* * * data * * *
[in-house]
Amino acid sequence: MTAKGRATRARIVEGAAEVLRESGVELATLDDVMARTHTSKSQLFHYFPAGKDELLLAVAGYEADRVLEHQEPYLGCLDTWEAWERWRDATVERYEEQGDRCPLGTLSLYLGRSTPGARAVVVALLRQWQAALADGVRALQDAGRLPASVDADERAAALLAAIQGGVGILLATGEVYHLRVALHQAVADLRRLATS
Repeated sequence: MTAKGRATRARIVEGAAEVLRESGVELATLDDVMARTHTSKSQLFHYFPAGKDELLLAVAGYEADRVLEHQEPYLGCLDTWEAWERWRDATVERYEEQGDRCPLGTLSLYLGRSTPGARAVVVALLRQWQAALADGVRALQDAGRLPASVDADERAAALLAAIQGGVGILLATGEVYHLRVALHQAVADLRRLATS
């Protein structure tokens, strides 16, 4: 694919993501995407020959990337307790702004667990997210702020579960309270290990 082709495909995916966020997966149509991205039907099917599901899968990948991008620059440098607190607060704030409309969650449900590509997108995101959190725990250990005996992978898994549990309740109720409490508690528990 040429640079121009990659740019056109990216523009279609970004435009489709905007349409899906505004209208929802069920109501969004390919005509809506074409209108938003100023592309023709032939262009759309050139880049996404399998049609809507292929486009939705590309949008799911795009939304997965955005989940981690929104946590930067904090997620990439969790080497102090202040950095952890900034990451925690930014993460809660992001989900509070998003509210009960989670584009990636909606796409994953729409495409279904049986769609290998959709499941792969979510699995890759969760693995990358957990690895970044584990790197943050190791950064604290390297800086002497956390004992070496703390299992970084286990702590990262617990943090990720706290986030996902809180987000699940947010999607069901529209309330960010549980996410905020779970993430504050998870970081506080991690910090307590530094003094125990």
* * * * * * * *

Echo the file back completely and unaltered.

[in-house]
Amino acid sequence: MTAKGRATRARIVEGAAEVLRESGVELATLDDVMARTHTSKSQLFHYFPAGKDELLLAVAGYEADRVLEHQEPYLGCLDTWEAWERWRDATVERYEEQGDRCPLGTLSLYLGRSTPGARAVVVALLRQWQAALADGVRALQDAGRLPASVDADERAAALLAAIQGGVGILLATGEVYHLRVALHQAVADLRRLATS
Repeated sequence: MTAKGRATRARIVEGAAEVLRESGVELATLDDVMARTHTSKSQLFHYFPAGKDELLLAVAGYEADRVLEHQEPYLGCLDTWEAWERWRDATVERYEEQGDRCPLGTLSLYLGRSTPGARAVVVALLRQWQAALADGVRALQDAGRLPASVDADERAAALLAAIQGGVGILLATGEVYHLRVALHQAVADLRRLATS
């Protein structure tokens, strides 16, 4: 694919993501995407020959990337307790702004667990997210702020579960309270290990 082709495909995916966020997966149509991205039907099917599901899968990948991008620059440098607190607060704030409309969650449900590509997108995101959190725990250990005996992978898994549990309740109720409490508690528990 040429640079121009990659740019056109990216523009279609970004435009489709905007349409899906505004209208929802069920109501969004390919005509809506074409209108938003100023592309023709032939262009759309050139880049996404399998049609809507292929486009939705590309949008799911795009939304997965955005989940981690929104946590930067904090997620990439969790080497102090202040950095952890900034990451925690930014993460809660992001989900509070998003509210009960989670584009990636909606796409994953729409495409279904049986769609290998959709499941792969979510699995890759969760693995990358957990690895970044584990790197943050190791950064604290390297800086002497956390004992070496703390299992970084286990702590990262617990943090990720706290986030996902809180987000699940947010999607069901529209309330960010549980996410905020779970993430504050998870970081506080991690910090307590530094003094125990």